When I was younger and dumber I used to thing that these things were all I needed. Silly me. My Fooducate app put me on game, and this article from the Fooducate blog talks about the PepsiCo’s (Naked Juice’s parent company) class action lawsuit settlement over misleading labeling and the FDA’s “study on the effects of nutrient claims on consumers’ perception of a food’s health.” I know that nutrient claims had an effect on me, but no longer. Peep the whole article below:
Two interesting and interconnected pieces of news this week.
- PepsiCo settled a class action lawsuit, agreeing to pay $9,000,000 to consumers it misled with labeling on its Naked Juice Brand. See details and how to claim your $45 piece of the action here.
- The FDA announced it is conducting a study on the effects of nutrient claims on consumers’ perception of a food’s health.
What you need to know:
Since the dawn of packaged foods, claims have been made about the qualities of that food to help sell more. Marketing. It makes sense. While “tastes great” is a subjective claim that cannot be contested, health claims require scientific backing. It was pretty much a wild west until the Nutrition Labeling and Education Act (NLEA) was enacted by Congress in the early 1990′s.
The nutrition label as we know is a result of that legislation, which also gave the FDA the oversight over this matter. See here for more detailed history of nutrition labeling. The NLEA was a compromise after years of negotiations with food industry lobbies and afforded multiple loopholes for them to continue to sell smoke and mirrors to gullible consumers. So while the side panel (Nutrition label, Ingredient list) is highly regulated by the FDA, the front of a package pretty much allows companies to healthwash their product by embellishing its nutrition qualities beyond what is really true.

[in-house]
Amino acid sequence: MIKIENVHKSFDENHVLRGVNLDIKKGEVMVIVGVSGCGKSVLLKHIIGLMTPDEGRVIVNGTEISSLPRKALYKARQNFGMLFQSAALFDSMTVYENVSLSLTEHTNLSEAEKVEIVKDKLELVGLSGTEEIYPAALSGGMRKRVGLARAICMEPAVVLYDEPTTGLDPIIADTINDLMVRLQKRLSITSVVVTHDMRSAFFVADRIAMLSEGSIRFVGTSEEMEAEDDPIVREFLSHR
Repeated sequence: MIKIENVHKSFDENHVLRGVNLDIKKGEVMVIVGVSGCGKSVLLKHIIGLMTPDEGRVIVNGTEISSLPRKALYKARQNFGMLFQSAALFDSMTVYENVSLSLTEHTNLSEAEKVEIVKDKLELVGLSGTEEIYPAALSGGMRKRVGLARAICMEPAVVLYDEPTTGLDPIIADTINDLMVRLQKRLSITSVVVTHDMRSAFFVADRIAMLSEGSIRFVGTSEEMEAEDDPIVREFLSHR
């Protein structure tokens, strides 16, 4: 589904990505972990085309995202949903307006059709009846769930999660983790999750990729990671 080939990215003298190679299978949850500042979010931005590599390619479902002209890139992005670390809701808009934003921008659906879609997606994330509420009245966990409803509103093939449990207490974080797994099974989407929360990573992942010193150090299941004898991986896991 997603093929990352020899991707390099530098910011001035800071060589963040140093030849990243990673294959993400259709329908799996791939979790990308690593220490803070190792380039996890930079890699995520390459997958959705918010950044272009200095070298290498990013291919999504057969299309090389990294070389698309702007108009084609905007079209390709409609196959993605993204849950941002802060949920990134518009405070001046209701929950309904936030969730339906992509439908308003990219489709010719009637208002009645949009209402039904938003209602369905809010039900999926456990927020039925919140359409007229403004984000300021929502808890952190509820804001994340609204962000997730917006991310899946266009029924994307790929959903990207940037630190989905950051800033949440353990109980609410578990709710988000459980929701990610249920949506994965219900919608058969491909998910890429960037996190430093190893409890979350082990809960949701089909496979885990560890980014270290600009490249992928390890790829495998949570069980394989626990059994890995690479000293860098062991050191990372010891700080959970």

- For example, Naked Juice falsely claimed that its juice is “All Natural”, when in fact some ingredients added to its smoothies were made from genetically modified soy.
- Another example is touting the nutrient content of the juice, when in fact the nutrients did not originate from the fruit and vegetable ingredients but were added separately.
There is a constant tension between cash hungry industry and regulators, and the food business is no different. Realizing that nutrition sells, every junk food company would like to add some vitamins to its stable of sugar/salt/fat products and make them seem healthier than they are.
The FDA is understaffed, slow moving, riddled with political pressures, and suffers from revolving doors back to the industry. We’ve come to expect very little from it when it comes to policing junk food lies. Smart lawyers realized there is an opportunity, and class action lawsuits against the food industry have gone up in recent years (if anyone has a graph with actual numbers, please share a link in the comments below). Instead of a-priori protection by the government, we get a measly payout 5-10 years after a junk food company made billions off of our gullibility.
So what can we as individuals do? We need to make some effort on our own to educate ourselves about what is healthy and what is not:
- Take the time to learn nutrition and food basics.
- Start reading ingredient lists and nutrition labels
- Use trusted resources online and on the go (we hope you consider Fooducate as a trusted resource too)